We still have our biases against cars with automatic transmissions. We claim that they aren’t affordable or fuel-efficient compared to manuals. But Renault thinks otherwise
My nieces come down to stay with me every now and then and my sister always feels that I’m the right person to discipline them (which I think is nonsense). Though that’s become one of the jokes in the family, I am still happy that they listen to me and I have some control over them. This feeling of control is unparalleled and most of us, as humans, feel extremely jubilant when we have control over something. Stronger examples of this feeling are the government, parents, and if I may associate it to vehicles, it’s our use of cars with a manual transmission in an era when automatics should rule. Considering the traffic situation in every part of the country, we still hang on to the MT’s because we don’t want to let go of our commanding position in the contest between man and machine.
But it’s this false sense of control and a few preconceived notions that have kept the crowd away from investing into a practical and viable solution. Renault thinks that they may be able to alter certain perceptions, and through it, people’s approach to automatics. With the launch of the Scala AT, they want to establish their presence in the petrol automatic sedan market, which despite having a few competitors like the VW Vento and Skoda Rapid, doesn’t have a clear market leader.
The Scala has introduced in the market four months ago, and though Renault has tried to modify the Nissan elements of the car, there are obvious similarities both inside and outside the car, in fact, even the engine is expectedly the same unit as the Sunny. It’s the 1.5-litre petrol power plant which churns out 98bhp and 134Nm torque. However, the key change is that Renault has equipped the Scala with an automatic gearbox, with the car featuring a Continuous Variable Transmission unit which Renault calls the X-Tronic. Renault officials stressed on the fact that the CVT X-Tronic was all about making lives simpler, making shifts smoother and city driving a pleasure. While initially, this statement resulted in a few raised eyebrows and a general air of scepticism, we soon found out how right Renault was in making that statement.
As we started our drive and made our way through dense city traffic conditions, the gearbox shifted seamlessly with no jerks or hesitation whatsoever. Right from idle to kick down, the shifts were smooth, words you normally wouldn’t associate a CVT with. As it negotiated the start/stop traffic, the Scala truly made quite a statement for itself. Not only was the CVT Xtronic a boon at such times, but also the sheer space that you got inside the car made you feel so much at ease and that is what makes it a potent combination. The shifts are as early as 1500-1700rpm, which are ideal for urban driving conditions, giving the car a lovely, relaxed demeanour. Eventually, as we headed out in the direction of the highway, the urge to speed up and let the Scala make a break for it got the better of me. With the Sports model of the transmission engaged and the accelerator pedal bearing the brunt of my foot, the Scala shifted at higher rpm’s. This is where the weaker points of the gearbox were exposed, as there was a lot of engine revs when pressing on but there was no real increase in the acceleration of the vehicle.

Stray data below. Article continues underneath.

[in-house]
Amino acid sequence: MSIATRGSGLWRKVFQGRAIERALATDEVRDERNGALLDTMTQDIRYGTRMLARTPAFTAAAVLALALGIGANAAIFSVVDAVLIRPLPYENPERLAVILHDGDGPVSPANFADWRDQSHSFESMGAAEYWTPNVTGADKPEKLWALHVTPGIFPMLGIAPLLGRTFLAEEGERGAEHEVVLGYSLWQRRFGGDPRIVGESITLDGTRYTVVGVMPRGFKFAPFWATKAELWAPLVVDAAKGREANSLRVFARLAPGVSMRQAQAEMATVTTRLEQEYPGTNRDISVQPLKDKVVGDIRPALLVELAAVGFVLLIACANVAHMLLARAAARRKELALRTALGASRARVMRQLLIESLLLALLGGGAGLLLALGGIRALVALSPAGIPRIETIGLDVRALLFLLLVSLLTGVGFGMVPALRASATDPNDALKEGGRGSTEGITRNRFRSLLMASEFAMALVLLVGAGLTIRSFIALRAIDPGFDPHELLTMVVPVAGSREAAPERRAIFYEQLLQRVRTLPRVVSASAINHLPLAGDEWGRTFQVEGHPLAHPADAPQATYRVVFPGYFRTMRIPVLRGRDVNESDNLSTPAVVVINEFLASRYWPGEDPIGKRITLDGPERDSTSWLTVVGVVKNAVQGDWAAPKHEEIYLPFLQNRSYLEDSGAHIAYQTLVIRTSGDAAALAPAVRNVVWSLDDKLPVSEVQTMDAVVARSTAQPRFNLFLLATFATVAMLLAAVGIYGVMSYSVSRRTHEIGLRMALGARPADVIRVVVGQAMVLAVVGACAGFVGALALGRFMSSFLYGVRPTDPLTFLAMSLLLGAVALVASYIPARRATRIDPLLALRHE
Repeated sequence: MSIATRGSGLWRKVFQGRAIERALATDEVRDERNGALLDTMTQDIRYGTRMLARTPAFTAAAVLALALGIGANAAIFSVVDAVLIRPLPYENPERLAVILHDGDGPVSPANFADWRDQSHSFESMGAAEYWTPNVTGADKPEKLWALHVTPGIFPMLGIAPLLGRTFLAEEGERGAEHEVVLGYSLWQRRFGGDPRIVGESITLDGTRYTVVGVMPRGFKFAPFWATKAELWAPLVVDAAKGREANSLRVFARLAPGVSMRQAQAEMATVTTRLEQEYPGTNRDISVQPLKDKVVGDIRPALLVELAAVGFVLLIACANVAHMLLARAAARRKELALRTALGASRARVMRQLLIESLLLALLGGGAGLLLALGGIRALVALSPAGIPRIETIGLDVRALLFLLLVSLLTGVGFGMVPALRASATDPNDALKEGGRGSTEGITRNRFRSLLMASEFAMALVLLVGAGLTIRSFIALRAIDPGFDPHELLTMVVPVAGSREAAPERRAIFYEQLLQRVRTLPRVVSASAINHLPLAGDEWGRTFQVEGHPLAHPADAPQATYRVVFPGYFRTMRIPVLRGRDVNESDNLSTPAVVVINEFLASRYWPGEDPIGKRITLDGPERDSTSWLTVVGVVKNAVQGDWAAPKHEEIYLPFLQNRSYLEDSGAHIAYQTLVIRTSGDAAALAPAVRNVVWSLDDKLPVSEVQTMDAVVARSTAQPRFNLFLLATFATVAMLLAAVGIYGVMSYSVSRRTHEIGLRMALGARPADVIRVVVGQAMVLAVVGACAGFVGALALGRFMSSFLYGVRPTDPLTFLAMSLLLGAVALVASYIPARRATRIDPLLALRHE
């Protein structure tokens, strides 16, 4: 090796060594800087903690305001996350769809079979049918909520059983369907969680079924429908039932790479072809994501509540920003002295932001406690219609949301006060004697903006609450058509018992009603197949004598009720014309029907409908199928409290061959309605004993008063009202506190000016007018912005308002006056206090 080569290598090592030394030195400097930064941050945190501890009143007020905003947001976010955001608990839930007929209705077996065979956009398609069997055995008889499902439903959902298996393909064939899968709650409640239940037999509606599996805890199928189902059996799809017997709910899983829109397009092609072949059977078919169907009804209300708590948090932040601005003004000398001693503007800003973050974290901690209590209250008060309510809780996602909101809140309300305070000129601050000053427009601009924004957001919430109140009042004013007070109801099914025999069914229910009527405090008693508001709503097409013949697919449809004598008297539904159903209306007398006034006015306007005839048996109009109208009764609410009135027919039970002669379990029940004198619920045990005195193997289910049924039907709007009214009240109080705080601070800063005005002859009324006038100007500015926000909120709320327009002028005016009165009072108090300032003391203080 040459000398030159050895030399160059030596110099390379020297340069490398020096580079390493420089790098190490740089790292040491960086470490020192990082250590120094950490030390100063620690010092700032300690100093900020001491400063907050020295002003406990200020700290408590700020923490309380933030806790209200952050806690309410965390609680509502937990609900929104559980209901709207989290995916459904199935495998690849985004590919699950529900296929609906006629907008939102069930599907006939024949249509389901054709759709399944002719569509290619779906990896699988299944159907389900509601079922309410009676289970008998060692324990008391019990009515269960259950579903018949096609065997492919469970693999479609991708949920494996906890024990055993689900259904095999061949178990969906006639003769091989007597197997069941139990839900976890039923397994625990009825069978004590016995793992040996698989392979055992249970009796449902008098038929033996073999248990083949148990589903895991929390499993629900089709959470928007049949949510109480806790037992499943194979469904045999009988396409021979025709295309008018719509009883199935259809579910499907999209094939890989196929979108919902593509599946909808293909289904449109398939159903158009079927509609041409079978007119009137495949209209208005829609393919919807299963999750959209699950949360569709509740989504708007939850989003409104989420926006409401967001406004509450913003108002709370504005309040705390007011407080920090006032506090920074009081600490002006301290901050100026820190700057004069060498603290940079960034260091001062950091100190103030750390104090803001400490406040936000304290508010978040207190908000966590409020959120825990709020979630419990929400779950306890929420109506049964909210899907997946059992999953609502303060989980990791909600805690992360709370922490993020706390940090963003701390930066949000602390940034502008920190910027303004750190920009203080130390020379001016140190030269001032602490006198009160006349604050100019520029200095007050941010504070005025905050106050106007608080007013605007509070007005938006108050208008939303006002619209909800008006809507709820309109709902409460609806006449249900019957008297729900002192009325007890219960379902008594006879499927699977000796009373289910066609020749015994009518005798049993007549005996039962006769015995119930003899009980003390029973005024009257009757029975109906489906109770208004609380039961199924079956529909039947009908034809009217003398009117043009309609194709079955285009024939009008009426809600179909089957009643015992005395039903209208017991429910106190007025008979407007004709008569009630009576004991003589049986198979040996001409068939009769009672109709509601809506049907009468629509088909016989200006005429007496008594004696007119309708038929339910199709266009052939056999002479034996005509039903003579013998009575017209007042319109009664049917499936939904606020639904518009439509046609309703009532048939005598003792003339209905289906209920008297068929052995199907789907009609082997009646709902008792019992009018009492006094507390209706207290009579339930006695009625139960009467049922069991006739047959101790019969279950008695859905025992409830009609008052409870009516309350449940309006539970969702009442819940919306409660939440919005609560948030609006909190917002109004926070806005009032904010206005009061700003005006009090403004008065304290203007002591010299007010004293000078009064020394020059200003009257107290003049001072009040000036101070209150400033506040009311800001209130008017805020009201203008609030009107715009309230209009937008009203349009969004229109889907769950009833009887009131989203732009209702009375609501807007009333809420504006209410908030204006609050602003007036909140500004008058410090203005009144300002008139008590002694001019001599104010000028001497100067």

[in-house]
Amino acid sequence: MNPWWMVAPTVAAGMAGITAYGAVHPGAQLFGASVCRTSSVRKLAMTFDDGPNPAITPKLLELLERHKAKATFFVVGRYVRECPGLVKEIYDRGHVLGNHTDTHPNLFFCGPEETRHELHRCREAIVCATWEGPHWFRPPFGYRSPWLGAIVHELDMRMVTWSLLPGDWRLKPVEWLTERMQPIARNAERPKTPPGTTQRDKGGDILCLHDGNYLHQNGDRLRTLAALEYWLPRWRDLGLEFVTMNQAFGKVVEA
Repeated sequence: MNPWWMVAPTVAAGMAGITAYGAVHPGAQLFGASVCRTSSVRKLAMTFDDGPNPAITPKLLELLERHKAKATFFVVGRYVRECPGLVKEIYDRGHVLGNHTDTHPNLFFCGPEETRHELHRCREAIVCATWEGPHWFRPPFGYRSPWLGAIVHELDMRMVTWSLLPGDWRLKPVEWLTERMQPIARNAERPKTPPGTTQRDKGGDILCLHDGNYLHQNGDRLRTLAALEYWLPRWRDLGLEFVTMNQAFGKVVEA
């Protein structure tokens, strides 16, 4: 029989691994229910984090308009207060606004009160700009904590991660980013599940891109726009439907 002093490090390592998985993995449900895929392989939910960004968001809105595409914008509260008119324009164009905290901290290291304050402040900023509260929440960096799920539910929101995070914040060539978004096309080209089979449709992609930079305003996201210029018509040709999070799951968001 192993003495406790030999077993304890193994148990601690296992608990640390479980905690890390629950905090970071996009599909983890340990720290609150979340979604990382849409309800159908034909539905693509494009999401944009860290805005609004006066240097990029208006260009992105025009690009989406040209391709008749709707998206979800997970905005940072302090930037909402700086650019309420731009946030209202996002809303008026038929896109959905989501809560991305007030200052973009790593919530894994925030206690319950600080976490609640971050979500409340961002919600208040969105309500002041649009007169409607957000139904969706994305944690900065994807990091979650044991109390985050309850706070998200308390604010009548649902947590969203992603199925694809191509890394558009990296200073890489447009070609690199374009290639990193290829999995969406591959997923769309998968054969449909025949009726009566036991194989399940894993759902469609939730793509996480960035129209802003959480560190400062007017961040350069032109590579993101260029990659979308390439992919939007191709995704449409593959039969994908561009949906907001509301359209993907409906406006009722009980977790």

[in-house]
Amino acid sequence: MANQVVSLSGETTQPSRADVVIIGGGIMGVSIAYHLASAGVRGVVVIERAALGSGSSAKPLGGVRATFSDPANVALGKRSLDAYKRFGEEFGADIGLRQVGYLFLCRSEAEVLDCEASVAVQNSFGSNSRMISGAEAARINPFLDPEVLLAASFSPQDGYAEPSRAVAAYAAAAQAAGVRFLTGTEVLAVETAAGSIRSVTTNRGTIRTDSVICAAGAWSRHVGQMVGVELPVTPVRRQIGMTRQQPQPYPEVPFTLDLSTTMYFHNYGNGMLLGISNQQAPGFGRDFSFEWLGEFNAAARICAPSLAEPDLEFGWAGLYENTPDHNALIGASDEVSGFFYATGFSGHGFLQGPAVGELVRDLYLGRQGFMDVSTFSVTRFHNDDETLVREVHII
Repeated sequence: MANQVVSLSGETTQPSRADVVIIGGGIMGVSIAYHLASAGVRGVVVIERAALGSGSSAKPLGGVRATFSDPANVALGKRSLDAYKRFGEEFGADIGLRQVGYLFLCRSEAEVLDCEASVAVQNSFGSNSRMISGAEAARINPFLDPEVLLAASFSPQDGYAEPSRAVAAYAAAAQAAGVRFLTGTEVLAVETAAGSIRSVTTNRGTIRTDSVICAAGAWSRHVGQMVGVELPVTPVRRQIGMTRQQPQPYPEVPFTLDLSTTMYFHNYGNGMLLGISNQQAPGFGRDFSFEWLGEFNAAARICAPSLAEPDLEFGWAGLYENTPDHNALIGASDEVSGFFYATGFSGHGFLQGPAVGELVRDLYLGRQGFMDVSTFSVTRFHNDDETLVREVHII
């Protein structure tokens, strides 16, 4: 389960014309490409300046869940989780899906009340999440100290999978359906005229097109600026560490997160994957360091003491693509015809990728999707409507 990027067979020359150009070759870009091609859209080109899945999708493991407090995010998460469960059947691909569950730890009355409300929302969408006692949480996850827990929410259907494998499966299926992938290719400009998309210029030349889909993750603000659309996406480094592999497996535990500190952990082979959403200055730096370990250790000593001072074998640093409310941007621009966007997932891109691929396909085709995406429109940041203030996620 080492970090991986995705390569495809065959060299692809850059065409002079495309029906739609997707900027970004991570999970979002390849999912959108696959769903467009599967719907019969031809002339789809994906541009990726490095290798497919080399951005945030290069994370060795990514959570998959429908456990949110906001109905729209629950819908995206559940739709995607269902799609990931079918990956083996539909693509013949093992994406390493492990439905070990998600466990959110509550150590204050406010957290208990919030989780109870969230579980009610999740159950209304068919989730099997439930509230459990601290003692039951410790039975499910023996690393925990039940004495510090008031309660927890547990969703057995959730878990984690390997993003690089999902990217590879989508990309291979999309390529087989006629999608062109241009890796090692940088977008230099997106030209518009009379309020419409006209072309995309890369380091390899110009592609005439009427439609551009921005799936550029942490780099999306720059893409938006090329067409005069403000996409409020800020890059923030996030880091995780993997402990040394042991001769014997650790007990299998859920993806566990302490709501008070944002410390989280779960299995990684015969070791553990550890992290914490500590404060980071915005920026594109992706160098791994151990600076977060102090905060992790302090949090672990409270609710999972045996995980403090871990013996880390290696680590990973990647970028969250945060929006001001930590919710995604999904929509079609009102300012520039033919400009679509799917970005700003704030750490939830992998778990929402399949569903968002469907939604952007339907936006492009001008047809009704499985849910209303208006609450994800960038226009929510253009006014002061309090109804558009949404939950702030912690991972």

Why you may ask, does the ‘box not work so well on the highway? It’s an issue all CVT’s face, the rubber band effect. Essentially it means that the engine revs high but the power lags a bit at high speeds or when demanding sudden acceleration at high speeds. And this especially comes into play when you try to overtake because the grunt is simply not there. Because the acceleration takes some time, overtaking the huge trucks on the highway was not a very confidence-inspiring situation. So, after a whole lot of attempts at hard acceleration on the highway, I convinced myself that this car is meant to reduce one’s stress while driving, so why even try to go fast? It is not a car that encourages aggressive driving and the CVT box does its best work in city traffic conditions.
The Scala AT thus sticks to its USP of space and luxury in addition to stress free driving because of the automatic gearbox. To be made available in two variants the RXZ and the RXL, we expect Renault to price this car aggressively to cement its position over a growing segment in the market. However, given the dynamics of the market, we still think that there would be more of a demand for a diesel automatic sedan in our market, rather than petrol and that is a niche that Renault could well look at exploring.